His new case manager is great too. She is a good communicator, she knows him inside and out and exactly how to turn him around. She even had him call me on my cell phone to leave me a message on my voicemail to help him remember to bring his library book back to school. Evidently a meltdown was about to ensue over the fact that he couldn’t check out a new book with one outstanding and wouldn’t get to take his test. (He has been signed up for the 2nd grade book club at the school library. The K teacher was already sending an extra book home for him to read, but he started to refuse them because he prefers the library books. He gets to take a test on them for comprehension and he has gotten 5 out of 5 right on most of them, 4/5 right on the others. He wants to take the tests. nerd.) But back to the resource teacher. She has even given me her cell phone number. Her personal cell phone number. Little does she know that I totally abused that knowledge with The Teacher. Funny though, I haven’t called her in a while. I’ll get on that.

And then lastly, The new Asst Principal. He was a Special Educator for 13 years and this was his first year in administration. He told us during the last IEP meeting (when we were having the meeting in one room, and he was in the other room because he was sent to the office for having a meltdown in the classroom. He didn’t know we were there) that he knew more about autism than he did about adminstration. That made me feel really good. kinda.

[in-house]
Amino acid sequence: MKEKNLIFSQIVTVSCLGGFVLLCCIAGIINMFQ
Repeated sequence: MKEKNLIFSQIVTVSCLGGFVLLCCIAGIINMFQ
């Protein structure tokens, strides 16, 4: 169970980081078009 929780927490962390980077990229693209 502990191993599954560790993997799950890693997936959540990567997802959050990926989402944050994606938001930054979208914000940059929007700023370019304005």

Then The Elder got his first pink slip last week. He has an official school record. My heart sunk.

He’s had a really good week this week. But the thing is is that it is so sporadic. It changes week to week, day to day, hour by hour. Am I overreacting? Is this normal? Is this ASD? He has a bomb inside of him that has NO fuse. It’s either dormant or it’s exploding. There’s no ticking involved. But you take him aside later when he has calmed down and he knows exactly what he did wrong and what he should have done. Fortunately The Resource Teacher understands that he isn’t doing the misbehavior on purpose, he just can’t control his impulses. But because he has no empathy or a bland affect it makes him look heartless or aloof or apathetic to often very serious situations, even though he understands them as we do. It’s so difficult to decode him at times.